This book provides an account of the University of Manchester's struggle to meet the government's demands for the rapid expansion of higher education in the 1950s and the 1960s. It looks at the University's ambitious building programme: the controversial attempts to reform its constitution and improve its communications amid demands for greater democracy in the workplace, the struggle to retain its old pre-eminence in a competitive world where new ‘green field’ universities were rivalling older civic institutions. The book tells the story, not just from the point of view of administrators and academics, but also from those of students and support staff (such as secretaries, technicians and engineers). It not only uses official records, but also student newspapers, political pamphlets and reminiscences collected through interviews.
In 1995, Nelson Mandela, leader of the African National Congress (ANC) and recently elected president of South Africa, paid a formal state visit to Britain. He was warmly welcomed by the queen, by the British public and by the British Government. There had been instances of formerly imprisoned nationalist leaders who became heads of state after independence being welcomed to Britain – such as Jomo Kenyatta of Kenya. A century earlier, Queen Victoria had been prepared to welcome to London Indigenous leaders of royal or chiefly status, such as maharajahs from her Indian Empire, or African chiefs such as the Zulu Cetshwayo or the Tswana Khama. But Mandela was something more than a nationalist leader in a colony granted independence, and more than a king or chief – he was the first instance of an Indigenous person who had been elected (and by more than 60 per cent of the total vote) as head of government of a former colony of settlement, or White Dominion, in the old British Empire. It has never happened, and is perhaps unlikely to happen in the near future, in other former settler colonies. That this event occurred in South Africa is a striking illustration of the major political change which had taken place in that country in the 1990s, when the racially based apartheid regime was finally removed by an election in which – for the first time ever – all South African adults, Black and White, male and female, were free to vote.
This offers a dramatic example of the relevance, at the start of the twenty-first century, of the developments which this book has examined for the nineteenth and early twentieth centuries. And it is not only in South Africa that the 1990s revisited some of these developments with a renewed relevance. In Australia and Canada, a number of major judicial decisions of the 1990s on the issue of land rights for Indigenous peoples have proved to be of continuing significance. In Australia, the Mabo decision of 1992 finally pronounced the death sentence on the doctrine of terra nullius (land belonging to no one), which had undercut the legal rights to the land of the Indigenous peoples for just over 200 years; in Canada, decisions in British Columbia, in particular, upheld the claims of various Indigenous bands to their native areas. In addition, the Canadian government granted autonomous political status to the area of Nunavut for the Inuit peoples of its Arctic territories. In New Zealand, the Treaty of Waitangi was given renewed force and contemporary significance by the decisions of the Waitangi Tribunal on Maori claims to their land. And the governments of these former colonies of settlement came under pressure to make some serious moves towards reconciliation with their Indigenous peoples, and perhaps to offer some form of apology for their former racist policies and atrocities; this was done most fully in South Africa, through its Truth and Reconciliation Commission (1995–98), and to a lesser extent by government initiatives such as the Royal Commission on Aboriginal Peoples, in Canada (1997), and a government-sponsored Council on Aboriginal Reconciliation (1991–2001), in Australia. We are not suggesting that these moves – in any of the countries – have achieved reconciliation between Indigenous and settler people, or that that they went far enough to address the historical wrongs of the colonial dispossession of the Indigenes. But it is significant that at the end of the twentieth century the issues of the political disfranchisement, physical dispossession and spiritual alienation of the Indigenous peoples were firmly on the political agenda of all of these former settler colonies. However much White colonial politicians may have wished to believe, at the end of the nineteenth century, that they had settled the ‘Native Question’ for good, the Indigenous peoples had survived, to put their political, social and economic needs and demands with renewed vigour a century later.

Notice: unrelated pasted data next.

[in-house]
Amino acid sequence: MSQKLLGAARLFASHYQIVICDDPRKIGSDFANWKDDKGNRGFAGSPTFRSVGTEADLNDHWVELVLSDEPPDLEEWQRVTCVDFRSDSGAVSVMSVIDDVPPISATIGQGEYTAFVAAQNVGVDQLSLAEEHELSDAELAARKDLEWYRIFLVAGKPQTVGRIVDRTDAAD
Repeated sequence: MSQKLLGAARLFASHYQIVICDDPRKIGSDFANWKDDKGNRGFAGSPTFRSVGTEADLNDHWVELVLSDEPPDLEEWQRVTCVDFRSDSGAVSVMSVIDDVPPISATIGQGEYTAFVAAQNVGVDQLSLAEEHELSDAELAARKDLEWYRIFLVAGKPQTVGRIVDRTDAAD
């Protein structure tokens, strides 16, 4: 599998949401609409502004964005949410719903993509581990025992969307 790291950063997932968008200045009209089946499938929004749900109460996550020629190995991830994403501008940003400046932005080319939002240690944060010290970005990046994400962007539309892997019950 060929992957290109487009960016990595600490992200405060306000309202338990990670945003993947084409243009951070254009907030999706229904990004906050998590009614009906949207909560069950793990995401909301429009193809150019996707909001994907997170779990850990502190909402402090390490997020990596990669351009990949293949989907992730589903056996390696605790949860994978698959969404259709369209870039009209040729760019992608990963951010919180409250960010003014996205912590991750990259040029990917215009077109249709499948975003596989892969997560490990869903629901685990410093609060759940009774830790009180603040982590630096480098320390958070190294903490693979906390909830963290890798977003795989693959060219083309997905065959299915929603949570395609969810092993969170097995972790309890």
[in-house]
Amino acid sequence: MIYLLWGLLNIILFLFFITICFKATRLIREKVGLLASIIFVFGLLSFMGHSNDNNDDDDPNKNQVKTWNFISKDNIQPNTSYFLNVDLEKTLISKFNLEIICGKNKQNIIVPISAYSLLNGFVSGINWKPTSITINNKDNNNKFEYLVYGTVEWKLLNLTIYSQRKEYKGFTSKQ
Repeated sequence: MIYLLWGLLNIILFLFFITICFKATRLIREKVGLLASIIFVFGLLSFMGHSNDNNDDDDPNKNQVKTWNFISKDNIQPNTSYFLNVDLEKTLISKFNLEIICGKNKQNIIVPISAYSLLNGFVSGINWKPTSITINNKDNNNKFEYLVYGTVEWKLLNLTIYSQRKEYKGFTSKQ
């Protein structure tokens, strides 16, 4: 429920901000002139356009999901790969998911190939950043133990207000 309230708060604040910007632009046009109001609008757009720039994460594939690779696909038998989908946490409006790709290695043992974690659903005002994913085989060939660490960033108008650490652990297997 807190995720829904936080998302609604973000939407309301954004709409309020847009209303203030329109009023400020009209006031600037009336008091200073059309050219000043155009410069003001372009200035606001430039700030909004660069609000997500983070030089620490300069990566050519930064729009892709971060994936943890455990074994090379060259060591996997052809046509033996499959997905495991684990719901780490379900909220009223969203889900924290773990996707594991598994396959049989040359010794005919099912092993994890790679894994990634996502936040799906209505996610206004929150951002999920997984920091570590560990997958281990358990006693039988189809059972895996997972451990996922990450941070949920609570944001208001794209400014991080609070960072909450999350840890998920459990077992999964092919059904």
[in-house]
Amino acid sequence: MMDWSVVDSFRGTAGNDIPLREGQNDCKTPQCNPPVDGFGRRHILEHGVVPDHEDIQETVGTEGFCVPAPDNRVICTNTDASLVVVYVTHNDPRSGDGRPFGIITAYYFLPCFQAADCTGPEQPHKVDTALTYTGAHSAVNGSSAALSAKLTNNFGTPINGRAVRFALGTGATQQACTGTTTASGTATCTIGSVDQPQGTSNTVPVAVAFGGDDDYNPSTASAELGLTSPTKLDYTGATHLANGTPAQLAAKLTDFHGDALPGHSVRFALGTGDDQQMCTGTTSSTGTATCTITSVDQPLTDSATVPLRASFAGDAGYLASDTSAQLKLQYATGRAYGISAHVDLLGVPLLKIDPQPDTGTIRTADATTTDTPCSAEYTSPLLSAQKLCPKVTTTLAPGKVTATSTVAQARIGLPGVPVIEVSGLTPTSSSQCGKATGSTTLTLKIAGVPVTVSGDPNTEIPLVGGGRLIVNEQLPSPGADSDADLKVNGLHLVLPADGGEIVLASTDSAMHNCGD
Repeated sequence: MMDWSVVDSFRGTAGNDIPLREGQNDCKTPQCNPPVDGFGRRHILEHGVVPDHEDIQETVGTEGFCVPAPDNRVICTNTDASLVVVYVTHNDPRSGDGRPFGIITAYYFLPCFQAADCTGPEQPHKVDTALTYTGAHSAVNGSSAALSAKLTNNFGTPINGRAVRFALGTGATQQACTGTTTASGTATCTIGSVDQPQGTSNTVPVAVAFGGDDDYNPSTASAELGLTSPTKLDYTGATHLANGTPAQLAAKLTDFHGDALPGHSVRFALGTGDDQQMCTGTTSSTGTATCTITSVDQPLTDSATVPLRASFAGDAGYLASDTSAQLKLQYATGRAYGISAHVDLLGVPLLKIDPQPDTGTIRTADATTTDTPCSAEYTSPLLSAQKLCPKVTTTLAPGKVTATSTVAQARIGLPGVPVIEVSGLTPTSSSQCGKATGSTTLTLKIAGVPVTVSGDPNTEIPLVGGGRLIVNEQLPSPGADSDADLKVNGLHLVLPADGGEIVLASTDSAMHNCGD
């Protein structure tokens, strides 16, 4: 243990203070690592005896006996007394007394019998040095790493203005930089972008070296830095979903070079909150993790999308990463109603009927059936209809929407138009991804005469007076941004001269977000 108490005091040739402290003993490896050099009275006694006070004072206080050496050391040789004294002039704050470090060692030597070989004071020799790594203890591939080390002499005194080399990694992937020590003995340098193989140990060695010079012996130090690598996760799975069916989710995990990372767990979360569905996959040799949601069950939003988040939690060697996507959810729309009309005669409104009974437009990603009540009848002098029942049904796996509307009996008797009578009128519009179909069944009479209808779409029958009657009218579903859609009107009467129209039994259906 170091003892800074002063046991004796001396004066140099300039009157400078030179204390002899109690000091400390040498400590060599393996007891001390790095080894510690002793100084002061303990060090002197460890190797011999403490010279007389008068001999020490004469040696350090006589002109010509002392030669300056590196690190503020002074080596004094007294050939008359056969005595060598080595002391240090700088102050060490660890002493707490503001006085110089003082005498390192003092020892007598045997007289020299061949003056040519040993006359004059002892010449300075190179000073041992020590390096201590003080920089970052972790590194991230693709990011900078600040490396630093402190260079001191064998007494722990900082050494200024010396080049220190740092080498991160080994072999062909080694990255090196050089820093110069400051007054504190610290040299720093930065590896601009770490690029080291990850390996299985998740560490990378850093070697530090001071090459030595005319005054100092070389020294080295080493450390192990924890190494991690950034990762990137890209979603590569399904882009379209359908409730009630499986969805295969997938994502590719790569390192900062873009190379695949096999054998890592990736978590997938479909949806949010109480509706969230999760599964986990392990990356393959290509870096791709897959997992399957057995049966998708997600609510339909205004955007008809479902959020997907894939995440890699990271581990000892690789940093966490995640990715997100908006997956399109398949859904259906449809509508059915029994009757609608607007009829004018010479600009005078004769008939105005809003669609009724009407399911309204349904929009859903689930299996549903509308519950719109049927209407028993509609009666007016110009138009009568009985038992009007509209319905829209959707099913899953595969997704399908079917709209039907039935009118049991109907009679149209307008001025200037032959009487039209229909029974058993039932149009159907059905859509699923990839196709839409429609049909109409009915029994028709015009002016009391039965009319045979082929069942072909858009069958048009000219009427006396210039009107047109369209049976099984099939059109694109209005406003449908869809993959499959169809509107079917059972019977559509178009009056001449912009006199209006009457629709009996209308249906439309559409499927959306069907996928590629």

The developments we have discussed in this book are of more than merely antiquarian interest. We have shown that, as White settlers in all four countries gained powers of self-government and the vote, in none of these countries did the Indigenous peoples get fully equal powers. The processes by which these issues were fought out and negotiated in the four countries were very different, as were the outcomes. By the early twentieth century, the Maori of New Zealand had achieved the most in terms of access to conventional White parliamentary power – with both men and women enfranchised and Maori men able to sit in parliament and government – and Aborigines in Australia probably the least; Indigenous Canadians and South Africans (depending on the province in which they lived) had very limited voting rights, but were a very long way from anything approaching true equality.